Coronavirus Diaries: A Letter to My Son | The American Spectator | USA News and Politics
Coronavirus Diaries: A Letter to My Son
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Dear Matthew,

I realize that I don’t put pen to paper often when communicating with you, but I think now is a good time to do so again. You recall my last missive when you started your first day at university. I wrote about the opportunities that would come your way while at university, including new friendships and learning experiences both in and out of the classroom. Classes, residence living, and current events have obviously made this a most memorable first year. I am glad that you are home safe and sound now and still working on assignments and studying for final exams through the internet. I am again reminded of Mark Twain’s quote, “I never let schooling interfere with my education.” Formal schooling is important, but as I am sure you know learning is a life-long skill.

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Through the combination of education, effort, and experience you will see a lot more in life. Always be open to the possibility of the good and noble, but remain aware you will have to work for it. There are no shortcuts. It is often said that there is a lot of gray in the world, and that is true, but it is not mentioned enough that gray is made of black and white. There is right and wrong, good and evil. We all start out a tabula rasa, a blank slate, and are given free will to write on it as we please. Remember that God and your neighbors will read what you write and see you what you do. Hopefully your words and actions will not contradict each another too much. Mistakes happen to all of us. Have the humility to recognize it. It is one reason why Catholicism has the sacrament of confession. Remember the saying, “Hypocrisy is the tribute that vice pays to virtue,” which is a reminder that nobody likes a hypocrite.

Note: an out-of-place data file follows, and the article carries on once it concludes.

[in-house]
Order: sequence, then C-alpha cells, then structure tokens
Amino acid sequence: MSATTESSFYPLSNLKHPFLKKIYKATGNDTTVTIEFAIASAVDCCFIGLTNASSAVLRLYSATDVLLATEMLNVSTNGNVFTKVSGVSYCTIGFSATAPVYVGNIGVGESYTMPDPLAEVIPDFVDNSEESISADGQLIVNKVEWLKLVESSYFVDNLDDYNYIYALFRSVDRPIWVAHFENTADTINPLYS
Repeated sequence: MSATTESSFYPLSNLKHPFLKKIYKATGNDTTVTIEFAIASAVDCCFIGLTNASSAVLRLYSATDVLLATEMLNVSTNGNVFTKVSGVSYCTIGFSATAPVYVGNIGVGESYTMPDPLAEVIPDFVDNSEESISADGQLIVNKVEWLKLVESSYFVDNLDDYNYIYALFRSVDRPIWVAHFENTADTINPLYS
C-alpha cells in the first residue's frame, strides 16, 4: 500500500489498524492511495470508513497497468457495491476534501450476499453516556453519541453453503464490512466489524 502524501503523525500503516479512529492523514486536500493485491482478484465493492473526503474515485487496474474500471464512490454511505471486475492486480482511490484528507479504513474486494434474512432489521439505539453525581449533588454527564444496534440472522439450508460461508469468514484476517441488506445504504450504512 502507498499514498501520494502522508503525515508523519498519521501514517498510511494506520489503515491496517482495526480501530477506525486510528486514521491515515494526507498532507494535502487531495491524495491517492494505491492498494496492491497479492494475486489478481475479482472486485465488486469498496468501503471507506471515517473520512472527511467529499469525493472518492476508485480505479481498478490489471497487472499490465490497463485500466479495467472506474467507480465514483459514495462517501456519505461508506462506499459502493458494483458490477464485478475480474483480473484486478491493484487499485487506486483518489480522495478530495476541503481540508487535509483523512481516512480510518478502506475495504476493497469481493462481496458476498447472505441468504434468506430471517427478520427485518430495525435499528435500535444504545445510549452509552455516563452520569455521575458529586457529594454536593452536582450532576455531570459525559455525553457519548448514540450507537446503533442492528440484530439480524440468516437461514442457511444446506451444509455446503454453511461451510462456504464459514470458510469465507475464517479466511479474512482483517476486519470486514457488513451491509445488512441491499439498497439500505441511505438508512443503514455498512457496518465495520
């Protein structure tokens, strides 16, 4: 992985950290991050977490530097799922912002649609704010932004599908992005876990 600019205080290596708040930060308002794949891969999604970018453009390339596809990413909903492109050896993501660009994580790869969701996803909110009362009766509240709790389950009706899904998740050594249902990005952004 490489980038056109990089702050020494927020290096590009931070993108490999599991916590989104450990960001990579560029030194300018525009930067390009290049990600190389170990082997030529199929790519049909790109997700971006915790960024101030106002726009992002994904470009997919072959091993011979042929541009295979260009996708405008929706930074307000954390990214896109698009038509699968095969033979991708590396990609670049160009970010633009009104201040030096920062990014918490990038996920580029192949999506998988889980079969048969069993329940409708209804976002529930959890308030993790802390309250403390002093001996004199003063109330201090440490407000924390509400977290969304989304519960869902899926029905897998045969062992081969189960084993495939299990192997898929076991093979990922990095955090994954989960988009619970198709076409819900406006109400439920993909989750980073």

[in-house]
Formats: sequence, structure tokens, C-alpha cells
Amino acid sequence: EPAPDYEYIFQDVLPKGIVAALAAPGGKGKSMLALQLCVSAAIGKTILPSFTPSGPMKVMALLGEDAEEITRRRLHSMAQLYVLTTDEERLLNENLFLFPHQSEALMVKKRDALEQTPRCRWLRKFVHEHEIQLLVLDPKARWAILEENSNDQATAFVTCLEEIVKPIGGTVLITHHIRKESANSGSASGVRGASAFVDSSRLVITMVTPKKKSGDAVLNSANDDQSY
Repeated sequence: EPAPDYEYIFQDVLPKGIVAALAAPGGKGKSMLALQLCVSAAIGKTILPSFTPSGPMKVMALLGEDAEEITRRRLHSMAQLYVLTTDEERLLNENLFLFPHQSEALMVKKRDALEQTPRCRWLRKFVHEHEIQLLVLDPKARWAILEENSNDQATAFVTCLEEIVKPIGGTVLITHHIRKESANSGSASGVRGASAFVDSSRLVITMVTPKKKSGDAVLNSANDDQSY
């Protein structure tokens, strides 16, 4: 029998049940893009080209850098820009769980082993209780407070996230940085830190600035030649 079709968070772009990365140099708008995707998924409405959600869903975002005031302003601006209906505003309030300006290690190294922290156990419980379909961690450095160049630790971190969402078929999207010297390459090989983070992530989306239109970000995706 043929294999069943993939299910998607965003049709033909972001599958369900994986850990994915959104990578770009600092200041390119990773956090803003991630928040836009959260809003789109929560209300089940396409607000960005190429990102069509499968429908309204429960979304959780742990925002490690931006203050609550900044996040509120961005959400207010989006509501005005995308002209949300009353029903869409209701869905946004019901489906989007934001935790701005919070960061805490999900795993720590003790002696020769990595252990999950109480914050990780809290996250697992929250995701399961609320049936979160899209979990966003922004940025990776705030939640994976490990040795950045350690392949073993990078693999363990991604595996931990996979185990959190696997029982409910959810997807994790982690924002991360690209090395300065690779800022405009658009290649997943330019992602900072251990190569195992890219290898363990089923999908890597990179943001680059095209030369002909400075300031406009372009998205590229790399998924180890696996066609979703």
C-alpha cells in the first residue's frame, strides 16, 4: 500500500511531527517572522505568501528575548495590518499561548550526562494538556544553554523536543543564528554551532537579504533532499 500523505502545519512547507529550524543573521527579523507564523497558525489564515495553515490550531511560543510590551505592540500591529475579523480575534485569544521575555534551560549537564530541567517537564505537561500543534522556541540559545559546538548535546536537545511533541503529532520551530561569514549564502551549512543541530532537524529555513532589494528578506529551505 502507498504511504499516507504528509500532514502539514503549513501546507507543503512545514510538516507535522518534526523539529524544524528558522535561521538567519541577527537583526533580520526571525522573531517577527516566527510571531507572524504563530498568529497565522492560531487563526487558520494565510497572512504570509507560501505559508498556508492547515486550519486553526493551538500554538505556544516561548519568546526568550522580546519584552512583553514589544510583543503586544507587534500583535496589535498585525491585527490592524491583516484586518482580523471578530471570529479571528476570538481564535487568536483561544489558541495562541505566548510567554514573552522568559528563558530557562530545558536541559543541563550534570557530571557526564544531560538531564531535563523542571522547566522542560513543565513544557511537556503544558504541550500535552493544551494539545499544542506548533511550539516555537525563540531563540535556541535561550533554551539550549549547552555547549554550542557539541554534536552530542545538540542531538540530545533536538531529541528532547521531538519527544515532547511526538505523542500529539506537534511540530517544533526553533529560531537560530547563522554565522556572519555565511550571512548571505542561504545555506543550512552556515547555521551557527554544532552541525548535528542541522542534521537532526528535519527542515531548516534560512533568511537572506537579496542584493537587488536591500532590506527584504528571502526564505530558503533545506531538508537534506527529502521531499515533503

This is not meant as a criticism but as a gentle reminder of how the world should act but does not. “Nasty, brutish and short” is not a joke about the name of a Bay street law firm but a saying attributed to the philosopher Thomas Hobbes. By it he meant it was the natural state of man. I would say now through advances in science, technology, and basic hygiene it is only “nasty” and “brutish,” although the Chinese Communist Party through the spreading of the Wuhan coronavirus are doing their level best to bring back “and short.”

We live in the era of political correctness, where the former building blocks of civilization are being blown up on a daily basis. In the last half century, we have seen the complete change in the meaning of marriage, family, and gender. Standards of the past are only for tearing down now. There was a time when the writer G. K. Chesterton wrote, “Don’t ever take a fence down until you know the reason it was put it up,” and people believed it. It appears that nobody wants to read history anymore, let alone learn from it in this age of dystopia and socialism. Our so-called elites in the mainstream media, Hollywood, the Ivy Towers, and government bureaucracy look upon the writings of George Orwell’s Animal Farm and 1984 and Huxley’s Brave New World not as warnings but as instructional manuals for the society they want to control.